Monday, February 22, 2010
The Domino Lady
It will probably come as no surprise to anyone that I am a big fan of pulp novels from the 1930’s and ’40’s. Although I do enjoy the occasional Lovecraftian pulp horror story, the detective pulps, with their mysterious masked avengers The Spider, The Shadow and The Phantom Detective, have always been—by far—my favorites.
One of the lesser-known pulp heroes… or heroines, I should say… was the lovely Ellen Patrick, also known as The Domino Lady. When her father, incorruptible California politician Owen Patrick was assassinated by the corrupt political machine who had failed to bribe him, young Ellen donned the black silk mask, cape and form-fitting gown of the Domino Lady in order to avenge him.
The Domino Lady’s adventures were more light-hearted than most of the other detective pulps. While The Shadow and The Spider fought demented scientists, cold-blooded criminal masterminds and unstoppable zombie hordes, the Domino Lady’s foes were mainly low-level jewel thieves, blackmailers, gangsters and people who looked like this. She was an expert shot with a pistol, but would only use her weapon to wound or fend off attackers; unlike her male counterparts, she wasn’t a killer. In fact, the Domino Lady spent more time undressing, taking baths and lounging around in skimpy nightgowns than she did actually fighting crime, which very well may explain the success of the stories among male readers.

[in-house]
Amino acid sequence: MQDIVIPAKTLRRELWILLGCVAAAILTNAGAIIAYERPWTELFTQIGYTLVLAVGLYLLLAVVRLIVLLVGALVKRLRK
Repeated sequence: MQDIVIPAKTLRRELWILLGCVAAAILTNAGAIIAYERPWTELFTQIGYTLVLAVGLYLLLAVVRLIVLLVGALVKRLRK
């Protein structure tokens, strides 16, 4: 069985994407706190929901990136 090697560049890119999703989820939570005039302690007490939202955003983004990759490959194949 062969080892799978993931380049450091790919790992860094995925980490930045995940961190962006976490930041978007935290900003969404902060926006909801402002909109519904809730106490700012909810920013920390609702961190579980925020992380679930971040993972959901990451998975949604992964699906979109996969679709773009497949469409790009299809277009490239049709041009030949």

A few years ago I was fortunate enough to stumble across a copy of Vanguard Productions’ The Domino Lady: The Complete Collection with cover art and chapter illustrations by the great Jim Steranko. If you’re a pulp fan, I can’t encourage you enough to track down a copy.
Anyway, here are a few drawings of The Domino Lady and her “kissable shoulders” (as author Lars Anderson often described them)…